Google The Unplanned Homeschooler: If I can do it, you can, too... or maybe not

Thursday, July 12, 2018

If I can do it, you can, too... or maybe not

"If I can do it, you can, too." It's a message we hear repeated over and over. It's an attractive and affirming sentiment that I'd never thought about much until one of my kids casually said, "Nuh uh," at the end of a television commercial.

It got my attention, such that I actually hit pause on the TV remote and asked what he meant.

"I can't balance on a soccer ball," he replied, noting the stunt the actor on the commercial had performed. "I don't know how they can do those things, but I can't. And don't even say I could if I practiced really hard. I know what you're thinking."

He was right. I have always had a strong tendency to believe that you can do anything you put your mind to, and that with enough hard work and practice comes success. And even though I know that there are exceptions, I've always really come down firmly on the side of, "If I can do it, you can, too."

It seems like such a positive affirmation, but is there a problem with the idea of, "If I can do it, you can, too," especially when it comes to homeschooling? What if you or your child genuinely can't?

Here's the thing. I was the type of student to whom most subjects always came pretty easily. With the exception of foreign languages, which were difficult because of a hearing impairment, learning things in school was as simple as paying attention and reading the required material. It just sunk in. And learning things as an adult has been just about the same.

But the problem is that if learning comes too easily, you might assume that it should be easy for others, too. If you can do it, they should be able to, too, right? Well, maybe or maybe not.

It's not the same for everyone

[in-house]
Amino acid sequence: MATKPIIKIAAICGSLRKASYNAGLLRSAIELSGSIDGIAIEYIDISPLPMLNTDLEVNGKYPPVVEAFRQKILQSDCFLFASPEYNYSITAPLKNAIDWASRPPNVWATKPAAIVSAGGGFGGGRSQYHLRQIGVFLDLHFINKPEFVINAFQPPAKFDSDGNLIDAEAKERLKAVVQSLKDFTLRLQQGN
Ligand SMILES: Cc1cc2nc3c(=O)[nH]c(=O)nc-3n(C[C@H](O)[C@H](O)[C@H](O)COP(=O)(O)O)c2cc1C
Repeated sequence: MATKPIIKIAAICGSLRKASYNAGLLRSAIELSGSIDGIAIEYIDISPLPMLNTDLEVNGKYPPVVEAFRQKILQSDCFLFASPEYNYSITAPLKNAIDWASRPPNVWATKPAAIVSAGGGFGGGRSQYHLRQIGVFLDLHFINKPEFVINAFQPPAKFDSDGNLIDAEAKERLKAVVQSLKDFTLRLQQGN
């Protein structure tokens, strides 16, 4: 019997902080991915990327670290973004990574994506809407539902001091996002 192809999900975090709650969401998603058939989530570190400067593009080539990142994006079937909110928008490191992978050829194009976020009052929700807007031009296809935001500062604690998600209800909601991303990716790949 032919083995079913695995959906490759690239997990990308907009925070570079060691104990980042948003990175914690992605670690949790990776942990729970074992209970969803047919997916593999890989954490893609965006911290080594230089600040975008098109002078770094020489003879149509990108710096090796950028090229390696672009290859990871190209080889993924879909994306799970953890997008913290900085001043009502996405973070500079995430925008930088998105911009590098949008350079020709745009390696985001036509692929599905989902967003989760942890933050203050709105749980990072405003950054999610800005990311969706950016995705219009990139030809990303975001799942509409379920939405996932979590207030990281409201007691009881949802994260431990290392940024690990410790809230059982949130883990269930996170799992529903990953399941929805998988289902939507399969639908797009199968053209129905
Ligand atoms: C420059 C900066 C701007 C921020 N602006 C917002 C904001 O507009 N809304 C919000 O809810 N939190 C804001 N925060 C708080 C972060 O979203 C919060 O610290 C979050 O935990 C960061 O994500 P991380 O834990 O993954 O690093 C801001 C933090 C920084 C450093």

Some people have obstacles that get in the way of learning. Much like my hearing impairment has gotten in the way of learning foreign languages, others may struggle with difficulties in reading, math, and many other subjects.

We know more today about processing disorders like dyslexia, dysgraphia, dyscalculia and others than we ever have before, but do we understand how learning difficulties affect our kids?

I can't process auditory language the way that a person with perfect hearing can. I don't even hear all the sounds in a sentence, so putting together what people say is like figuring out what picture a jigsaw is making with just a selection of random pieces.

I'm pretty good at that in English, because I get the context and can translate the gibberish my ears pick up into recognizable phrases most of the time. But in another language, without the context to go on, I'm completely lost.

Not a matter of trying harder

When tackling our Spanish class, I get the written work pretty well. But I have to hit repeat over and over to try to decipher the audio passages, and sometimes I feel so desperately helpless I think I might cry. Try as I might, I can't do it.

I know this sounds awful, but growing up I never really knew that other kids were struggling that way when they tried to read or work with numbers on a page. I thought if they didn't get it, they just weren't paying attention or weren't trying very hard. I believed that if I could do it, they should be able to, too.

New approaches or different paths

The great thing is that for most learning disabilities, there are solutions that can help. But just approaching things in the same way you were taught, believing that if you can do it, they can, too, might be really hurting your kids. Maybe they can, but you'll have to learn something new, too, in order to help them along.

Or maybe they can't, and you'll need to look at other options to help your child achieve their goals. There are a whole lot of different paths to a successful and happy adulthood, and it's okay if your child's path includes a slightly different slate of classes than their siblings or their peers.

By the way, I did manage to graduate from college without ever successfully passing a foreign language course. After multiple attempts and withdrawals, a sympathetic counselor helped me figure out a different way to fulfill that requirement, for which I will always be grateful.

I'm working hard to learn Spanish alongside my kids now, focusing on the written language as that is the part I can comprehend quickly enough to keep up. It's a different approach than I was ever able to take in a classroom, but it's working. The more context I pick up, the better chance I will have of someday understanding verbal speech, so maybe, just maybe, I'll be able to then say I can, too.

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